March 7, 2008 – Ottawa – Business owners� concern over the shortage of qualified labour hit a record high in 2007, with 309,000 jobs remaining vacant for at least four months, according to the Canadian Federation of Independent Business (CFIB).
One-third of employers had trouble finding employees last year, making it difficult for them to bring their products and services to market and putting growth plans on hold. This can affect the overall economy, as well as individual communities.
�Even with current economic uncertainties, Canadian demographics suggest that the shortage of qualified labour is a problem that is not going to go away anytime soon,� said Garth Whyte, CFIB�s executive vice-president.
CFIB�s latest Help Wanted report showed that the national long-term vacancy rate rose to 4.4 per cent in 2007 from 3.6 per cent in 2006. Saskatchewan reported the highest rate in 2007 at 6.6 per cent, taking the lead from Alberta, where the rate of 6.3 per cent was unchanged from 2006. While Ontario and Quebec had the lowest rates in 2007, they had risen from 2006. The most significant increases in long-term vacancy rates in 2007 occurred in the Atlantic provinces.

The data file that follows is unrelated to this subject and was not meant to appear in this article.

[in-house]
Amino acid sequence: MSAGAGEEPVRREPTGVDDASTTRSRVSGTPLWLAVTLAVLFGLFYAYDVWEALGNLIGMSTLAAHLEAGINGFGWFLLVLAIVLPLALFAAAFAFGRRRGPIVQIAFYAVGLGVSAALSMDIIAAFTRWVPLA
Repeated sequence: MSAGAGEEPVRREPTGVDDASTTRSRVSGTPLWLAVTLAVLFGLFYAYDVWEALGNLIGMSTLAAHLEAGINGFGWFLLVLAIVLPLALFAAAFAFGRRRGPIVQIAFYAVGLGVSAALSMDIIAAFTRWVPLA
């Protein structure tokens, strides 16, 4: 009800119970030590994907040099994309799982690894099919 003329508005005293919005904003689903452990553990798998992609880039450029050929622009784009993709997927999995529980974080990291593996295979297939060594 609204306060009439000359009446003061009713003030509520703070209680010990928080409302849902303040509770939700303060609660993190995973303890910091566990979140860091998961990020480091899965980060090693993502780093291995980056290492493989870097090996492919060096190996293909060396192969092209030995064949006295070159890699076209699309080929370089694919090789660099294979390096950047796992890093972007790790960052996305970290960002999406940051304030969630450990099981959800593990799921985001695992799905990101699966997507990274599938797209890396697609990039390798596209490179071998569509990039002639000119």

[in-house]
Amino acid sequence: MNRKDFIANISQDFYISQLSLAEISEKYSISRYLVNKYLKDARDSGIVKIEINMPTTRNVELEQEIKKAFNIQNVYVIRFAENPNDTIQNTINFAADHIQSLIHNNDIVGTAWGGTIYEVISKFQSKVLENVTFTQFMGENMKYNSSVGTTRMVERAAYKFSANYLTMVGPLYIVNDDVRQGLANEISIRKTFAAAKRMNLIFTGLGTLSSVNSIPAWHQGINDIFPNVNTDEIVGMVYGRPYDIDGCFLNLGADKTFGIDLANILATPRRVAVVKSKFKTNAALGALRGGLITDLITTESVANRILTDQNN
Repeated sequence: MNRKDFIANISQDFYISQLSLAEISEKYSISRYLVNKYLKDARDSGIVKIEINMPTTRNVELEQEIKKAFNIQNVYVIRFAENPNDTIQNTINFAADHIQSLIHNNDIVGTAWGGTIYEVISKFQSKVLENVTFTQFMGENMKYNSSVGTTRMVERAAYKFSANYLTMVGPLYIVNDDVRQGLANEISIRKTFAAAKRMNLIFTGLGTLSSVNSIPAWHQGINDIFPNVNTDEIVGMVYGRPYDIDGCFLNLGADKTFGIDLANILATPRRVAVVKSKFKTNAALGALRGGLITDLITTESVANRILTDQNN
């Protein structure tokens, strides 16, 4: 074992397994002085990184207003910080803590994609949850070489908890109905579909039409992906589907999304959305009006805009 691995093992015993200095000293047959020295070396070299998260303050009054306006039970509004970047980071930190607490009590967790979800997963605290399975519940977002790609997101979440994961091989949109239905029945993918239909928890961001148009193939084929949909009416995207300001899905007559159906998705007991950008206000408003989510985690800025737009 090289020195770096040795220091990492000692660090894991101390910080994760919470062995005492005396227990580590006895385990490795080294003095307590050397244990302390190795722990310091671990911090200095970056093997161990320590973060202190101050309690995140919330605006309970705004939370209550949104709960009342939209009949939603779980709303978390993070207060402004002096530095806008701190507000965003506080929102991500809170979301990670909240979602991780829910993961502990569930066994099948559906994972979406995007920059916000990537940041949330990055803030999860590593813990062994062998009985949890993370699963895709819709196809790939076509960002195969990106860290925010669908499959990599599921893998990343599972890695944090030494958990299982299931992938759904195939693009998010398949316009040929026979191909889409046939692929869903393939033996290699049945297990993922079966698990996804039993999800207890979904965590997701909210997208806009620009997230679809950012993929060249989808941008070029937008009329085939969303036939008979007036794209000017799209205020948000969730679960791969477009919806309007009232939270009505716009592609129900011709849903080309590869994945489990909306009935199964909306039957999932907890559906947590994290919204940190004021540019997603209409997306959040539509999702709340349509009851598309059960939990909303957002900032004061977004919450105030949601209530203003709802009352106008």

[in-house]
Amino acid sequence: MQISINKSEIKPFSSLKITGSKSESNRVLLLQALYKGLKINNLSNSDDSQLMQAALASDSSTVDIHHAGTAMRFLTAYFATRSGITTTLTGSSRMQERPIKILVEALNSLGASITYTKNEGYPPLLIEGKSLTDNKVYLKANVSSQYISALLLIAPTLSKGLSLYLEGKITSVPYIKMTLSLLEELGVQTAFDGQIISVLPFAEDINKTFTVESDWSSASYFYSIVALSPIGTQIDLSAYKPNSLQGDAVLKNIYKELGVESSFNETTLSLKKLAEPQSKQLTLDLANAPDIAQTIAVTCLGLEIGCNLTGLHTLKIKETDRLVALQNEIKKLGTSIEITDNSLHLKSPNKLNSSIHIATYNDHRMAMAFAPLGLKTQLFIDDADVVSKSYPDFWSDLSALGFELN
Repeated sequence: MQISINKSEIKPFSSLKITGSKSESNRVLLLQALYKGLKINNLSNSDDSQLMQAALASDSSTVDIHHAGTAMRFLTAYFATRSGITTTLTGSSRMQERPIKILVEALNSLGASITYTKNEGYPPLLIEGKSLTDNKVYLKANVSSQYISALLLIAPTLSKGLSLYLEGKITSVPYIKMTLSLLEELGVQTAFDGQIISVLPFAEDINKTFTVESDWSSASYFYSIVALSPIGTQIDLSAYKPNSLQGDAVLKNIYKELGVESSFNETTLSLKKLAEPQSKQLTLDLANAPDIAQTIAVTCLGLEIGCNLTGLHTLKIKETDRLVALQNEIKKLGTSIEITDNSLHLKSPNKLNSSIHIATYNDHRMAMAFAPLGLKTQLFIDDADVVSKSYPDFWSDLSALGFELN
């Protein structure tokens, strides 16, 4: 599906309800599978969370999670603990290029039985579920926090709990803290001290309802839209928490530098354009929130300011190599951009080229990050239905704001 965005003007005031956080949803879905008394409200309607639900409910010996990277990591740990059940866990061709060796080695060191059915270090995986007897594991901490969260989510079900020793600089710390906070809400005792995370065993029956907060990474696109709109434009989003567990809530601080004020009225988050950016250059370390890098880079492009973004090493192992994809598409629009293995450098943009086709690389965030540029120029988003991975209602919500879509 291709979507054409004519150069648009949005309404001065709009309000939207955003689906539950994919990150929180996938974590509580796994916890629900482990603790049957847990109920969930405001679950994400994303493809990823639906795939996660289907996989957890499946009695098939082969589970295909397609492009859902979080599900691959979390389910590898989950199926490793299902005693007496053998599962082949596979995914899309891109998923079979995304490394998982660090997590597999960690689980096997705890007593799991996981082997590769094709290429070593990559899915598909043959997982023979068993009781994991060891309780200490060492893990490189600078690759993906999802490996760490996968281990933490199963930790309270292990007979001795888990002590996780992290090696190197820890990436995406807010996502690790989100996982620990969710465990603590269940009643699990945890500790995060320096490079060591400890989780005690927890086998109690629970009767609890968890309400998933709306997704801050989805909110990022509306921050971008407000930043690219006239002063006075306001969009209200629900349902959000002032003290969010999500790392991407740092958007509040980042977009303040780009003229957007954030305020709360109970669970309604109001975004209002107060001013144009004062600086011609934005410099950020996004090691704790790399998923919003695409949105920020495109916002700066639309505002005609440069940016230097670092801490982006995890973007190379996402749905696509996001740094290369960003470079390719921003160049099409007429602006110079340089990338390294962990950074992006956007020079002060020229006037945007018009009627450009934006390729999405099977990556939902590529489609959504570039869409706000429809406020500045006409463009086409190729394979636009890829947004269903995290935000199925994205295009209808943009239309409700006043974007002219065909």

By sector, construction had the highest long-term vacancy rate at 6 per cent, followed by hospitality and personal services at 5.9 per cent.
�This is not a Western Canadian problem,� said Whyte. �It is affecting every province and underlines the need for long-term solutions.�
In 2007, 57.4 per cent of small business owners mentioned employee shortages as one of their most significant problems, the highest level since 1989. Concern was highest in Alberta, at 72.5 per cent, and among members in the construction sector, at 70.5 per cent.
While there is no single solution to the shortage of labour issue, CFIB has recommended measures such as tapping into under-represented groups, including immigrants and seniors, as well as better recognizing and encouraging informal training at smaller workplaces.
CFIB is Canada�s largest association of small and medium-sized businesses, representing more than 105,000 business owners who employ 1.25 million Canadians and account for $75 billion in GDP.